LJ Archive

Dynamic Graphics and Personalization

Reuven M. Lerner

Issue #66, October 1999

A continuation of the discussion on creating graphics dynamically on the Web.

Last month, we discussed the different ways a CGI program can create dynamically generated graphics output. That is, we wrote several programs in which the program describes its output not as “text/html”, but as “graphics/gif”.

This month, we will examine some more tools that allow us to create graphics dynamically. However, the graphics will have an additional twist this time, in that they will reflect an individual user's stock portfolio rather than a global set of data values.

As with any non-trivial software project, our first step must be to create a brief specification. In this particular project, we will have two major programs. In the first, the user will be able to create and edit a personal profile, describing the securities he or she owns. The second program will take the information in the user's profile and use it to create a personalized graphic stock portfolio.

Needed Tools

This project brings together a number of tools we have discussed in previous installments of ATF. Nevertheless, it seems like a good idea for us to review them, since we are going to call on so many.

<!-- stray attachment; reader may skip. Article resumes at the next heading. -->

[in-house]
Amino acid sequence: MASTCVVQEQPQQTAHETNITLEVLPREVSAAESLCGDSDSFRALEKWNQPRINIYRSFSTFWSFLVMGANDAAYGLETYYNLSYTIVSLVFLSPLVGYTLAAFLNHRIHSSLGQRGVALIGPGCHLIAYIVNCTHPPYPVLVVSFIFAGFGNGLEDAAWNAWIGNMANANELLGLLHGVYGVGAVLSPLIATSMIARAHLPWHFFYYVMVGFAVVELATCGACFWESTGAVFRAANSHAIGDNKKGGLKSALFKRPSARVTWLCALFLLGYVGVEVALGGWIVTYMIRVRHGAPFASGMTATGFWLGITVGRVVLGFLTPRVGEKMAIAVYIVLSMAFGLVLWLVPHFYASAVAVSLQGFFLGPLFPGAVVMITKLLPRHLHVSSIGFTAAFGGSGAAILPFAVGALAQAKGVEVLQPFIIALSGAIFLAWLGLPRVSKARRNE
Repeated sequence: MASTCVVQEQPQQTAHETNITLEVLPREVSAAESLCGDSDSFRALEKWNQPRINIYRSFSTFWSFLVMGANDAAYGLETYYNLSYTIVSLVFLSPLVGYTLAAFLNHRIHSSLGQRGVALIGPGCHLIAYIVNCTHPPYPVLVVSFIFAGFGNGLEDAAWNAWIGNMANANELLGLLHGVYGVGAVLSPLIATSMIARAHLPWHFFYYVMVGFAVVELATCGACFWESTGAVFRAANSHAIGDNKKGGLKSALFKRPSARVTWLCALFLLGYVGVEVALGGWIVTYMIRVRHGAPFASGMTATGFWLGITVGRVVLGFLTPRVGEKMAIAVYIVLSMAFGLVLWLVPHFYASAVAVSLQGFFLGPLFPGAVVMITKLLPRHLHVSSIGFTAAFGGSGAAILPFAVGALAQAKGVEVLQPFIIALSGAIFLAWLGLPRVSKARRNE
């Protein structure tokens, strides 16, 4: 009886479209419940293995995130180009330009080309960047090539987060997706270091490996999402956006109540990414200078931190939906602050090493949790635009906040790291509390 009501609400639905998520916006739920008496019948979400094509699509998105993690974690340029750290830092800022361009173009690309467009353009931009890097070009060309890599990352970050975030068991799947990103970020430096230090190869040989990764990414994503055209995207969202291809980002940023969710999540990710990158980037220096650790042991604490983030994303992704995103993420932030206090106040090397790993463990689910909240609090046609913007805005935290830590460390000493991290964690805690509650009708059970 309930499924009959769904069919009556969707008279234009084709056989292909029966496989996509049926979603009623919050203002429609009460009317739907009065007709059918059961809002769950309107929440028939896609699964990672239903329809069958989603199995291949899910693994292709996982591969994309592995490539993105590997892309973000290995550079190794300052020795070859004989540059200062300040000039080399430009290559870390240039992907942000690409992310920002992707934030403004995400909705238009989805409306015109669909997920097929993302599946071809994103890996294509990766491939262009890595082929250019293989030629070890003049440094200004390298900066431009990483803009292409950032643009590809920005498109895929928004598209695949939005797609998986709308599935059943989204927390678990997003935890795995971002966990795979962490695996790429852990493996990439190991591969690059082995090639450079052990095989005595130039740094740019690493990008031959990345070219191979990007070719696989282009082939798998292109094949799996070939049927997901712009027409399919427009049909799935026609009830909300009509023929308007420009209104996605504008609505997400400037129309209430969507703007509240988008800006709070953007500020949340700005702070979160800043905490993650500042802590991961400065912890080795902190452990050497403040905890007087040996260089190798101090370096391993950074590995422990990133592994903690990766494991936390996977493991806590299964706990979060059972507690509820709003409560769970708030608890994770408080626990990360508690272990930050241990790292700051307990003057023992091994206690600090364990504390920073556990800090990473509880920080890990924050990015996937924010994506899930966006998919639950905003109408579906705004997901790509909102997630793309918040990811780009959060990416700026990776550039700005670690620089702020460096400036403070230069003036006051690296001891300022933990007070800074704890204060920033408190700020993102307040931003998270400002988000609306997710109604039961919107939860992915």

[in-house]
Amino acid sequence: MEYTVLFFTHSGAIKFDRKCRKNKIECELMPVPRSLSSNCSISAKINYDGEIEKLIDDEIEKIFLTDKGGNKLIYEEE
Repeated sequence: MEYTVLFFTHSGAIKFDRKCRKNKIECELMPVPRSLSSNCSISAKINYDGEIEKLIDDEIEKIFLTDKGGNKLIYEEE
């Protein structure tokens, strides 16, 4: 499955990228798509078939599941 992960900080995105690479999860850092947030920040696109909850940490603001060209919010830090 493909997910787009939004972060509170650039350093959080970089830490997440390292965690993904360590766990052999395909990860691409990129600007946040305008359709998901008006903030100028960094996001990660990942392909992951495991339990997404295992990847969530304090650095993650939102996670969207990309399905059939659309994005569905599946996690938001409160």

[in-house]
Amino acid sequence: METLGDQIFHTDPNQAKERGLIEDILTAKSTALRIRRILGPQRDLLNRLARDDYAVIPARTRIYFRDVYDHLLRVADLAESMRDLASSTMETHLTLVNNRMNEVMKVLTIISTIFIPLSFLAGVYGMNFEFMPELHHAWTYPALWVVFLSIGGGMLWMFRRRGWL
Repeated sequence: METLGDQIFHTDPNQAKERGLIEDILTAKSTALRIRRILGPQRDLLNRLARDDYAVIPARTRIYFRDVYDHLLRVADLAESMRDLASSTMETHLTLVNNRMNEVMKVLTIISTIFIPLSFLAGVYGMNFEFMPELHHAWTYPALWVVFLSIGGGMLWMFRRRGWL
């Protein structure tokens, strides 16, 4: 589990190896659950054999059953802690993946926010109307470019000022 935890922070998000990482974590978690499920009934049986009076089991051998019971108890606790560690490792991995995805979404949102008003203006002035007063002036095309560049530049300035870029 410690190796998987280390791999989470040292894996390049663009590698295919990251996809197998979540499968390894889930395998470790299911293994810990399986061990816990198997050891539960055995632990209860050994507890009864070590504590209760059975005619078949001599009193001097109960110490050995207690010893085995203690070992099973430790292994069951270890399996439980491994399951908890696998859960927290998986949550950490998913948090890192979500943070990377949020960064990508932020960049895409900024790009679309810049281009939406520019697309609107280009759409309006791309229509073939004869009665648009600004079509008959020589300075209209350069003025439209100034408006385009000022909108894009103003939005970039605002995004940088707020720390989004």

MySQL: MySQL is a small, inexpensive relational database available for Linux and many other operating systems. (See “Resources” for information on where to get it.) In addition to its low price, MySQL is quite fast and efficient, which makes it popular on many web sites. As a relational database, MySQL forces us to store information in one or more tables, in which each row refers to a separate record. As with most relational databases, we communicate with MySQL using SQL, a database query language. We cannot write programs in SQL; rather, we must embed our queries inside of a program written in a full programming language. In our case, that language is Perl.

DBI: While SQL might be a standard query language for communicating with databases, the software and libraries used to speak with those databases vary considerably. To talk to an Oracle server, you need Oracle libraries; to talk to a MySQL server, you need MySQL libraries, and so forth. As a result, the Perl database world was fractured for a long time, with special versions for individual databases.